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This online tutorial covers use of the advanced search space in online academic databases with particular emphasis on those databases of use to graduate students in music and music education, particularly students in MUHI 610 (Dr. Hefling) and MUED 444 (Dr. Bauer). Academic databases provide indexing, abstracting, and links to full text or facsimiles of primary and secondary materials for a specific academic disciplines or group of disciplines. These materials consist primarily of journal articles, chapters of books, and dissertations, but may include any material which serves in scholarly research. An “advanced search space” in an online database is any search space which includes multiple boxes for inputting search terms, coupled with the ability to choose which database indexes will be searched. An example of the advanced search space in RILM (the most important database fro journal articles on music) with search terms entered and indexes chosen:
This search will retrieve all articles in the journal Early Music which have something to do with gesture.
The advanced search space is in fact a portal to other complementary work spaces in most databases which include tools such as browse indexes, lists of authorized headings, search histories, help screens, and detailed lists of sources covered by the database. The advanced work space and its complementary work spaces constitute the most important part of a given database’s user interface and understanding them is the key to using a database efficiently and with the most predictable results.
Many academic databases appear to users as mysterious black boxes which ingest search terms and spit out results with varying degrees of relevance. The more you understand and know how to use the advanced search space of a database, the more transparent its working will become to you. Your guiding principle when first working with a database is to move from the database appearing as something opaque to something transparent. Opaque to transparent – this is the overall purpose of this tutorial and the touchstone you should use to measure your progress in using online academic databases.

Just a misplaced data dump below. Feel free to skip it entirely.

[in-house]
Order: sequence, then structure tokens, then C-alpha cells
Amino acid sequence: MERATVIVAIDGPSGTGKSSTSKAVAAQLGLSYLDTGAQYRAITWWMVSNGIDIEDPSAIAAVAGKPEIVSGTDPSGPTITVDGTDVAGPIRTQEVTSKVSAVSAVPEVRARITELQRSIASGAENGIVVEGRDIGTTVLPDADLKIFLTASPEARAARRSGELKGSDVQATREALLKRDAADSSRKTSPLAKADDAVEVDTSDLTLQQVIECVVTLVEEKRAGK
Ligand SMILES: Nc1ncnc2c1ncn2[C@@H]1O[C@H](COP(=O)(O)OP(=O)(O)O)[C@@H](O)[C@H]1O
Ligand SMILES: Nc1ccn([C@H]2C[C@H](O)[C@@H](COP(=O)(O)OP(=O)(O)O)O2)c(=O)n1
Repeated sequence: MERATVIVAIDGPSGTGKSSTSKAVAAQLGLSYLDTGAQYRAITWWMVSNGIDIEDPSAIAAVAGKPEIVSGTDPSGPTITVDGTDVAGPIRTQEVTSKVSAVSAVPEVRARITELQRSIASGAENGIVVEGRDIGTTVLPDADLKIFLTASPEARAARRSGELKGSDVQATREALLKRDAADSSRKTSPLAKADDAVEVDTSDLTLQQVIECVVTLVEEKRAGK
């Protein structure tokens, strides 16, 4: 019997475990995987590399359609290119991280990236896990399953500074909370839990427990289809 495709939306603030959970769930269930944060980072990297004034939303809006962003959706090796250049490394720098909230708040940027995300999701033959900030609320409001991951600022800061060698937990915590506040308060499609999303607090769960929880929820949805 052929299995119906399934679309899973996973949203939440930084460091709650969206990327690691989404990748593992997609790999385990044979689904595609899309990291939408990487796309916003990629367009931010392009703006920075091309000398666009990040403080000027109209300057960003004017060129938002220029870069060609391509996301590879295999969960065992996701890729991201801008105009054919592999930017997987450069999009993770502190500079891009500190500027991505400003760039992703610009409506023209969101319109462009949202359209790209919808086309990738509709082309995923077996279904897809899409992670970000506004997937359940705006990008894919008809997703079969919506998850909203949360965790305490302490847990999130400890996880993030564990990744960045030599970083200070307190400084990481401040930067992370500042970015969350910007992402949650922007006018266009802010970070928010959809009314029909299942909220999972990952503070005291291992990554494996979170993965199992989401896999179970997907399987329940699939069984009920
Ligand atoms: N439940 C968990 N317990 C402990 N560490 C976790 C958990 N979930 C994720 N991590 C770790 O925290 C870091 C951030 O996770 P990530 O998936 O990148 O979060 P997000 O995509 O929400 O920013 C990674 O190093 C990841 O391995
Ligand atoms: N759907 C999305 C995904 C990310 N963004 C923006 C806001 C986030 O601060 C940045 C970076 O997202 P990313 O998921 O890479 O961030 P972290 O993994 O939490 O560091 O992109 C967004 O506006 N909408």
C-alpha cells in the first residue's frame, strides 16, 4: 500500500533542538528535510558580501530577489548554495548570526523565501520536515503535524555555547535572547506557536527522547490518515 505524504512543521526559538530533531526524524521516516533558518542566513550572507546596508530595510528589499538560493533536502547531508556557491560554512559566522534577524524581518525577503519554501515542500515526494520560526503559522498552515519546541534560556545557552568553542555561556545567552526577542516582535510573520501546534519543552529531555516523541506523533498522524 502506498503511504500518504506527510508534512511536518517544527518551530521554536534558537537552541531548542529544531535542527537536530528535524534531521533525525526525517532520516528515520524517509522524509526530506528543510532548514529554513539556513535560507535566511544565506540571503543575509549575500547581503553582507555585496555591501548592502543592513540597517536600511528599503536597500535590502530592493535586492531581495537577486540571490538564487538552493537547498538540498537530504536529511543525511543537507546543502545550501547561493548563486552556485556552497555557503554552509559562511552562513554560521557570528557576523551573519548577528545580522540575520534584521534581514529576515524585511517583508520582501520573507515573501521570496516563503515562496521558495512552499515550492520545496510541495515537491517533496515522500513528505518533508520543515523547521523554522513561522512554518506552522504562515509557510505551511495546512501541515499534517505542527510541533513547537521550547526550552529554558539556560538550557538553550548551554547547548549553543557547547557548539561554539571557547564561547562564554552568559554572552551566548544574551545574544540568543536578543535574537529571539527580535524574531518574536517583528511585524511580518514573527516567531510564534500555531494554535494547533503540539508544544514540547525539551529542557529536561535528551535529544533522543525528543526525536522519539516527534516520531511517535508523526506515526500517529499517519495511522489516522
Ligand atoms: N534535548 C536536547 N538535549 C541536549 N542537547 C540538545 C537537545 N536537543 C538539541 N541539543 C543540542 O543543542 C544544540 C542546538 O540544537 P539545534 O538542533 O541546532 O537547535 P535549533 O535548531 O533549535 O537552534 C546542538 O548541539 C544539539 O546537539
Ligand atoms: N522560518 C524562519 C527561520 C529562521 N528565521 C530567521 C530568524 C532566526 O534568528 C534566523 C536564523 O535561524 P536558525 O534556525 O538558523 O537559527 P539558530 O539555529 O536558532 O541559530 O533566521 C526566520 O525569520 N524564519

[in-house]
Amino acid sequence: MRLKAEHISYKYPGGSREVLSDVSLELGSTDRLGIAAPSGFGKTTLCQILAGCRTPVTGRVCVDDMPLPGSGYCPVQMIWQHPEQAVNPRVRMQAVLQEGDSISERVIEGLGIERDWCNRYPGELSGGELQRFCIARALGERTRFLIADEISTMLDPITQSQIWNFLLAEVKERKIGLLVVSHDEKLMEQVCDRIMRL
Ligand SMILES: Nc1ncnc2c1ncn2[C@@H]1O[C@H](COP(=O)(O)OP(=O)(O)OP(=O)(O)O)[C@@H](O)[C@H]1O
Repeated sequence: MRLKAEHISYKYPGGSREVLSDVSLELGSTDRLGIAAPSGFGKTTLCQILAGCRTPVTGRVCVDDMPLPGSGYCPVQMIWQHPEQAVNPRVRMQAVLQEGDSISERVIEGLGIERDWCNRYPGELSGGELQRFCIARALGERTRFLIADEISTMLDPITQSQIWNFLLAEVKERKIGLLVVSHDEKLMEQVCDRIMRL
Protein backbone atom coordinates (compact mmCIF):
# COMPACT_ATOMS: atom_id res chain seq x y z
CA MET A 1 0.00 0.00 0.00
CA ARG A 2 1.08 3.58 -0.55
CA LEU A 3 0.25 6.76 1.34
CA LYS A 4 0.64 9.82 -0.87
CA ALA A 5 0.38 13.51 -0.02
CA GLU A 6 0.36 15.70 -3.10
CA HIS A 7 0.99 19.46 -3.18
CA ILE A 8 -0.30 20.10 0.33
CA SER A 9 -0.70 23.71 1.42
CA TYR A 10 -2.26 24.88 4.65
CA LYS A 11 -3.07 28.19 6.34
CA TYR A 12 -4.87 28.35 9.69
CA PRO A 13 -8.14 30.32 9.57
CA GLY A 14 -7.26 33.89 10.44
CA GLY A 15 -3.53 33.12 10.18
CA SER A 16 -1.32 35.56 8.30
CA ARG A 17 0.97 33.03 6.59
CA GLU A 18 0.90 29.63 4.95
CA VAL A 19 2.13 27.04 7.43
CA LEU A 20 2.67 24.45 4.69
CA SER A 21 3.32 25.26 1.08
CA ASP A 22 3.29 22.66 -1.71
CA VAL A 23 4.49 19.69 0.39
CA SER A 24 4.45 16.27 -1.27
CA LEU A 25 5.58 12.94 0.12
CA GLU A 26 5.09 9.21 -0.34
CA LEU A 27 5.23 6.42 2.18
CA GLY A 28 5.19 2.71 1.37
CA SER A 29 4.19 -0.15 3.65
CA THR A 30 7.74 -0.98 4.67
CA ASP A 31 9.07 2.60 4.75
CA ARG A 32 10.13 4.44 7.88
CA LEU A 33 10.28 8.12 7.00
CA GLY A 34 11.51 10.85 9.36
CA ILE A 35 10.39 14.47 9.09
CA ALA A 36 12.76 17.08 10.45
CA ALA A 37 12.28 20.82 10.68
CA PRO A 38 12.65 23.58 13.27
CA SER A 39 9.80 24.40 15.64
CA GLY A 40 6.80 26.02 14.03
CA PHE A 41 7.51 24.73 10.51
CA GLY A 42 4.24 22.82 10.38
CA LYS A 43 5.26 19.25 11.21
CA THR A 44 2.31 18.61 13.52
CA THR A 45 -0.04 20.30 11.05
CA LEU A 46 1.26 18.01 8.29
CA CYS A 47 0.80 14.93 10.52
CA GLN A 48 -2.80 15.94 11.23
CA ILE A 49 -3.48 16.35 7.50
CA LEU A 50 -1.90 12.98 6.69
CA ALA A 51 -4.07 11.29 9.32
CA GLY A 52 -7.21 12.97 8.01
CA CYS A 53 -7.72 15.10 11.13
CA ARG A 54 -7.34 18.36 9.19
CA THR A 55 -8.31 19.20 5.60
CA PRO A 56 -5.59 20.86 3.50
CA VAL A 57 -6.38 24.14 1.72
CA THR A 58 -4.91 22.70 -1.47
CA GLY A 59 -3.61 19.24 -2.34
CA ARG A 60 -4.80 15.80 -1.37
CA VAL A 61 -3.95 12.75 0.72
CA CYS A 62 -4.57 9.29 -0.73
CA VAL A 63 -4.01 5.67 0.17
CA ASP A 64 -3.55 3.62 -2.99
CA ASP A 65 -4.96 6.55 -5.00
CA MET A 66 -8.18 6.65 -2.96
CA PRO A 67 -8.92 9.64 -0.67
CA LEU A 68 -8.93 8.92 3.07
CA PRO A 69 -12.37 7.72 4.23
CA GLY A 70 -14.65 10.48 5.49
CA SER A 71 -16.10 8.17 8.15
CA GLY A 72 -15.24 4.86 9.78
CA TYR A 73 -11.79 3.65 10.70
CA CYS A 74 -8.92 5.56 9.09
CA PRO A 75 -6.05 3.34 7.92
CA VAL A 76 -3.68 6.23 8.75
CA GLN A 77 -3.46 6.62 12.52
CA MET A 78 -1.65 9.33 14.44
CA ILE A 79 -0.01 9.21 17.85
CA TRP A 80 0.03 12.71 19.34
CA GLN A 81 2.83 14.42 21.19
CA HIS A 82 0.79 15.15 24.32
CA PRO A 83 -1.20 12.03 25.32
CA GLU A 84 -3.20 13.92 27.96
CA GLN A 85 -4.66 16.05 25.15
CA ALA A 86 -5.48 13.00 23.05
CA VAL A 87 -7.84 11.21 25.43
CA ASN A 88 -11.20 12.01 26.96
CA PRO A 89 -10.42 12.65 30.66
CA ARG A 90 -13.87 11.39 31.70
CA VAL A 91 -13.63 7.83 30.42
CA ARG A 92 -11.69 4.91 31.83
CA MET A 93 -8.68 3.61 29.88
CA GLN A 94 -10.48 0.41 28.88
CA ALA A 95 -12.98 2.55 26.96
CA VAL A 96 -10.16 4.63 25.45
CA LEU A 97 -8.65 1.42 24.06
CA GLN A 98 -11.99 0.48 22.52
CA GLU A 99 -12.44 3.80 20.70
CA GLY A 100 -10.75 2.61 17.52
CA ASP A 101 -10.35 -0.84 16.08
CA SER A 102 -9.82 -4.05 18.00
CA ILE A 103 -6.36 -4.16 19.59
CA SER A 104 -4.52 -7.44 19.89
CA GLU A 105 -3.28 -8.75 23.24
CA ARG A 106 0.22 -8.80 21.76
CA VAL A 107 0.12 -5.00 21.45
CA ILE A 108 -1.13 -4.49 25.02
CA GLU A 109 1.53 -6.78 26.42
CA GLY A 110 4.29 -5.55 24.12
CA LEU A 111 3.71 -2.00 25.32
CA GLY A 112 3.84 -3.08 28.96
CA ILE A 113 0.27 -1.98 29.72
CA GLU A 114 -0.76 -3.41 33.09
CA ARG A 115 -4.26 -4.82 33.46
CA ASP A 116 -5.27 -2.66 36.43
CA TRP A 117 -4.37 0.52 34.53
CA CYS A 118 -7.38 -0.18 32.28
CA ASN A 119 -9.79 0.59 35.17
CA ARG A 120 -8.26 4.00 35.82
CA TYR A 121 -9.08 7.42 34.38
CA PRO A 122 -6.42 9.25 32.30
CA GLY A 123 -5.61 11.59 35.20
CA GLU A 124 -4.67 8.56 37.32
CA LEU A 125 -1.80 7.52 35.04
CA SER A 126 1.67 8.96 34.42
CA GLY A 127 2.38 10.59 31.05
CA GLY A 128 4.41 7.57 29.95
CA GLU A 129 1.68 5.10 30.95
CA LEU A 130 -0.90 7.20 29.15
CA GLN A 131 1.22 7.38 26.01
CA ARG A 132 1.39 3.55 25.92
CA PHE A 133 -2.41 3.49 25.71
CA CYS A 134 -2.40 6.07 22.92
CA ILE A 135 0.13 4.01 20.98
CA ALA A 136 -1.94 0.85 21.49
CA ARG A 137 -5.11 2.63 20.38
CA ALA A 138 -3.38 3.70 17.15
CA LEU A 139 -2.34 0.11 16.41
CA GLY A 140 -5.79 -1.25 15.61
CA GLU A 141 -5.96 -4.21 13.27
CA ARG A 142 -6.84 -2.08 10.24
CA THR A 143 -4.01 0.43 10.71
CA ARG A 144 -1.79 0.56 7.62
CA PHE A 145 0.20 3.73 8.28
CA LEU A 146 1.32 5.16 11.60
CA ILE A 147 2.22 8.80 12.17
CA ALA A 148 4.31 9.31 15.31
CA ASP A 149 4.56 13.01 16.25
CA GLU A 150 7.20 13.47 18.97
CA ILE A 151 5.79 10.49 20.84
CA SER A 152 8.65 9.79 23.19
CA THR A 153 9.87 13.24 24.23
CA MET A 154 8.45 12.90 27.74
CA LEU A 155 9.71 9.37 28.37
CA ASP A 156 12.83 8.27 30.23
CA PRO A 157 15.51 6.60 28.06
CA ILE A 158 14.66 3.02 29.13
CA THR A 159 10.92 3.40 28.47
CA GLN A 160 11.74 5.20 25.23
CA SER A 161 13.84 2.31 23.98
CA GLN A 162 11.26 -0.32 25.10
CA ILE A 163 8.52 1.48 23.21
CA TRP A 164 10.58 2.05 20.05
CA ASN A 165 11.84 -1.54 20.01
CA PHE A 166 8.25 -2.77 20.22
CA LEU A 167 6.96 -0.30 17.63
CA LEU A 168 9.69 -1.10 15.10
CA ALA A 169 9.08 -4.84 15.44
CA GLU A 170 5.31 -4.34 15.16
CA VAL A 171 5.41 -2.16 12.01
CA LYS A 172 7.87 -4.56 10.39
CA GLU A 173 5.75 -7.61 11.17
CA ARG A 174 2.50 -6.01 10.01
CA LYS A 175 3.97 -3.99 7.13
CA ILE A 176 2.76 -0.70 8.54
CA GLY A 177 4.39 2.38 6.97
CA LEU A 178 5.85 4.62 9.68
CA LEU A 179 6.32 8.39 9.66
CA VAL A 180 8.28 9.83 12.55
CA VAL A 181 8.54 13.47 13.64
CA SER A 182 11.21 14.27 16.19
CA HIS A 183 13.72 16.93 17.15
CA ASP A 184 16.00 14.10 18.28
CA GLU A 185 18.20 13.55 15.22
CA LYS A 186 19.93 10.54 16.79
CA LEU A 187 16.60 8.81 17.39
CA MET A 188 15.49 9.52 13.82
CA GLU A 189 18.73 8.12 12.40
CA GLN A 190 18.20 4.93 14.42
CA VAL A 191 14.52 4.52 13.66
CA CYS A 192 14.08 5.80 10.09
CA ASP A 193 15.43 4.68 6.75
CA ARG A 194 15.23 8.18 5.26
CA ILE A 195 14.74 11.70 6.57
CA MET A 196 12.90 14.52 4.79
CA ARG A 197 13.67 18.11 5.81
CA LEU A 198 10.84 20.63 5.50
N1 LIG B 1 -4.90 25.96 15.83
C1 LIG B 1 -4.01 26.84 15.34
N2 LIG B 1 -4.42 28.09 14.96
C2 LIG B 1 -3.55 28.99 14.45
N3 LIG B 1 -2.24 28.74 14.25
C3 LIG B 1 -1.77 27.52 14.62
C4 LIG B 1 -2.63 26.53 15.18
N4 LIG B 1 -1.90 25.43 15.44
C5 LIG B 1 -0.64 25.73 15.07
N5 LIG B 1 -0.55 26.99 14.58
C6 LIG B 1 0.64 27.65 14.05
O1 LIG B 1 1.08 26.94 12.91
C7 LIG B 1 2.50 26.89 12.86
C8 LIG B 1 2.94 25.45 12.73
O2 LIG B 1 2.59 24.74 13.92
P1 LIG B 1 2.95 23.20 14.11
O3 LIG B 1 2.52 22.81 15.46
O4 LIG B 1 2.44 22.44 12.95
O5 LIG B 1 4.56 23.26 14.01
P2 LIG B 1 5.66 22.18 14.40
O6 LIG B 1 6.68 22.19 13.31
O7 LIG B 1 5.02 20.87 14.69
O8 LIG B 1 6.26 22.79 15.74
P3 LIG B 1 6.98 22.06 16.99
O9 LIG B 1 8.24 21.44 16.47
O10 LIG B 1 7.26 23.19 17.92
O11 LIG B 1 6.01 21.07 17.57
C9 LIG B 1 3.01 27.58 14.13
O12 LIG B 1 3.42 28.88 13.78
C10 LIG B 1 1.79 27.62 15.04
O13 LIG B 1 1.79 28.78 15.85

This tutorial is set up as a series of four sections and a fifth reference section. These sections are accessed by the tabs at the top of this tutorial. You should work through the first four sections in order:
Section 1: Understanding the advanced search space.
Section 2: Searching techniques and strategies. After each technique, a suggested exercise will be given. You should do these immediately after reading about the technique – these techniques require practice on your part.
Section 3: Techniques for evaluating database content and interface. After each, a suggested exercise which you should do immediately.
Section 4: Creating your own personal portfolio of databases. This is a foundation of graduate study. Besides examples of portfolios, there is a template you should fill out.
Section 5: Reference: Basic library procedures related to accessing CWRU databases or acquiring copies of books or articles.
Questions about this tutorial may be directed to Stephen Toombs (email@example.com). Any CWRU or CIM graduate student who would like to meet to discuss this tutorial is welcome to do so. Please make an appointment via email or phone (216-368-2403).
Mark A. Eddy
Research Services Librarian
Religious Studies, Political Science, Sociology, Psychology, Communication Science, Music (interim)
Kelvin Smith Library
Case Western Reserve University